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Culture appreciation motivates poet Mwoyo

Life & Style
Tecla Nyengeterai Mwoyo told NewsDay Life & Style that she was born a keen researcher although she attained a commercial qualification.

POET Tecla Nyengeterai Mwoyo has revealed that her forthcoming anthology titled Zvirimuhweva was motivated by her appreciation of different cultural values in Zimbabwe.

The anthology is a collection of 50 poems fused in different languages themed on culture, love and struggle.

Mwoyo told NewsDay Life & Style that she was born a keen researcher although she attained a commercial qualification. The poet has chosen to diversify her interests and do more for society through art.

She is a holder of a degree in banking and investment management, Master of Commerce degree in strategic management and a post graduate diploma in higher and tertiary education.

Mwoyo reckons that she used to write short stories and poems in a notebook until she joined a public speaking club to present her poems to audience.

“I have realised that some people have diverted from our culture to unknown borrowed values which has led them stray to destructive behaviours such as drug and substance abuse, gender-based violence, lack of respect for elders, hatred and tribalism. As such I thought there was a need to remind people about culture through my works,” Mwoyo said.

She said she fused the poems in different languages to broaden her audience, adding that she never studied languages or literature but was driven by eagerness to use art to communicate with people from different backgrounds and places in a way they understood.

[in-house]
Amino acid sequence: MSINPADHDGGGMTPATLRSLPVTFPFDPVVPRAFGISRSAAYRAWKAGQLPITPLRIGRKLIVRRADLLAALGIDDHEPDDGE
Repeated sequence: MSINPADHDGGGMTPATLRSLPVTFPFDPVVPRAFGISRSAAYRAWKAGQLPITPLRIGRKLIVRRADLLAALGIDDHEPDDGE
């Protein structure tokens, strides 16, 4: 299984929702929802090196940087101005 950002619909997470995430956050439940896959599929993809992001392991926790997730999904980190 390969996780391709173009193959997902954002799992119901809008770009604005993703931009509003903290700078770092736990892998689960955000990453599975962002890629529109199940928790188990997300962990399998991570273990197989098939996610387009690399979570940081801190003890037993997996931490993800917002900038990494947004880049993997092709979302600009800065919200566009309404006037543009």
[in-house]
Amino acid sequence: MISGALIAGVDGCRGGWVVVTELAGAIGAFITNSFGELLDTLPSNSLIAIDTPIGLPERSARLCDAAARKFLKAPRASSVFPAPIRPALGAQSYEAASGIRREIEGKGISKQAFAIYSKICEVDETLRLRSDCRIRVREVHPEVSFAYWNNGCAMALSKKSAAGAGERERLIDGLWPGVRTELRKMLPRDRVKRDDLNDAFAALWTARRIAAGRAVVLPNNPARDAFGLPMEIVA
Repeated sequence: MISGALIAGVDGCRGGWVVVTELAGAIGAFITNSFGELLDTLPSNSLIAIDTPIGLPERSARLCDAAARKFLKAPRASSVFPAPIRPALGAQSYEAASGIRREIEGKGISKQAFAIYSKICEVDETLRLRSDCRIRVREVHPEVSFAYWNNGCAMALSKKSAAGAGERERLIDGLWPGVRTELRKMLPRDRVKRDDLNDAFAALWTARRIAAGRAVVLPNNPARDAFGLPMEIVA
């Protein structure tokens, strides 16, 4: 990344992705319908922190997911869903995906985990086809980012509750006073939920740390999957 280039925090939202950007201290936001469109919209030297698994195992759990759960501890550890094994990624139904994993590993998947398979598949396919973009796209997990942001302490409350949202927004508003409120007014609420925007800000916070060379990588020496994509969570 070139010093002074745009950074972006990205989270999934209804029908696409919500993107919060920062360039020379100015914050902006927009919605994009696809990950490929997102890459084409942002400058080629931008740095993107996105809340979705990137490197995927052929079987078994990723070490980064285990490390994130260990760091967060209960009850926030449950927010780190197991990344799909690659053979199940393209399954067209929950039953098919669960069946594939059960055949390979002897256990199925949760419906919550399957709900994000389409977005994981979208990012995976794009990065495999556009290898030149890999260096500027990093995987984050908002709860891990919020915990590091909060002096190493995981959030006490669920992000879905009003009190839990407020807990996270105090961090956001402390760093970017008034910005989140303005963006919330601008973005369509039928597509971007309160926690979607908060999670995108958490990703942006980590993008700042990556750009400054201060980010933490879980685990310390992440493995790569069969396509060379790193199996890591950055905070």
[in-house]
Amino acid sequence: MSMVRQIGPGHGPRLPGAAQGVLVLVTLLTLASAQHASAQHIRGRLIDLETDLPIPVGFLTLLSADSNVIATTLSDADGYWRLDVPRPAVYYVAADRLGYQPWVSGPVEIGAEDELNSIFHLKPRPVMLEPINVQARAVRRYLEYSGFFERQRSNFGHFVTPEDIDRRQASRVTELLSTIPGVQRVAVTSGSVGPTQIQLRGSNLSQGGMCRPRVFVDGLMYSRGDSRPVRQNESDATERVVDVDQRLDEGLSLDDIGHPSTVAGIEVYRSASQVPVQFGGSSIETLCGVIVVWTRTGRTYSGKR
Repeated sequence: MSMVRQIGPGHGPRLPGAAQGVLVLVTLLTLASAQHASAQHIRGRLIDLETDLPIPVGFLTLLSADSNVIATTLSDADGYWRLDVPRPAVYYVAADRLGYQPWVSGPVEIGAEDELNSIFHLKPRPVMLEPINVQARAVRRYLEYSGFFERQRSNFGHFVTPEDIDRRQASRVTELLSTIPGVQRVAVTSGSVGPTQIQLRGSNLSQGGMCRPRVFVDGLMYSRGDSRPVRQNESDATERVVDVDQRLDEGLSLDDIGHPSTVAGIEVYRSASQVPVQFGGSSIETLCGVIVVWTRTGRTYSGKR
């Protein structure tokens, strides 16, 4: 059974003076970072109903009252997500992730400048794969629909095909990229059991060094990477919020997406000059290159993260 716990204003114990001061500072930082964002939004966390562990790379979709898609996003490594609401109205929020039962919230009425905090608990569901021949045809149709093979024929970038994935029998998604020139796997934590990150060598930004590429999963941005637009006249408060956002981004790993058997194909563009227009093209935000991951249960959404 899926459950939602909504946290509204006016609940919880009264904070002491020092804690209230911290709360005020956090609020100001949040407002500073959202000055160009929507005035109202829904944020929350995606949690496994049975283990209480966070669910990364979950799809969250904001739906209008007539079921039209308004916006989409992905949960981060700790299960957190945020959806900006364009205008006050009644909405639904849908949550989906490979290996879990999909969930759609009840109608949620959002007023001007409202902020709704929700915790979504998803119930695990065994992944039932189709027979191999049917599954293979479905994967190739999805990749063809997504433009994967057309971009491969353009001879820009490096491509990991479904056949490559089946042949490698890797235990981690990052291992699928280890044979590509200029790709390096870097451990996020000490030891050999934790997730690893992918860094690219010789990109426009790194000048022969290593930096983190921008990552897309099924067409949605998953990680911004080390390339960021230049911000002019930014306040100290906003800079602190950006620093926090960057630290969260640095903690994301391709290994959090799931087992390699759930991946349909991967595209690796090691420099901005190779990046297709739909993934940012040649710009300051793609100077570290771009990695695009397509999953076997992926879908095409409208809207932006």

“Zvirimuhweva contains poems such as Toitira Mukati which talks about the round hut that we find at every homestead in rural set-ups which resembles oneness and unity. The poem details one’s life from childhood when the family spends time together, eating and sleeping in the hut until the time one gets married in the same hut. The poem portrays the importance of oneness,” she said.

Another poem, Muonde expresses son-in-law (mukuwasha)’s  roles and expectations in the family while Koi Koi talks about the chinamwali tradition which teaches young adults how to maintain marriages by satisfying their husbands or wives.

Gombwe talks about how to appease ancestral spirits (vadzimu) and their roles in people’s lives.

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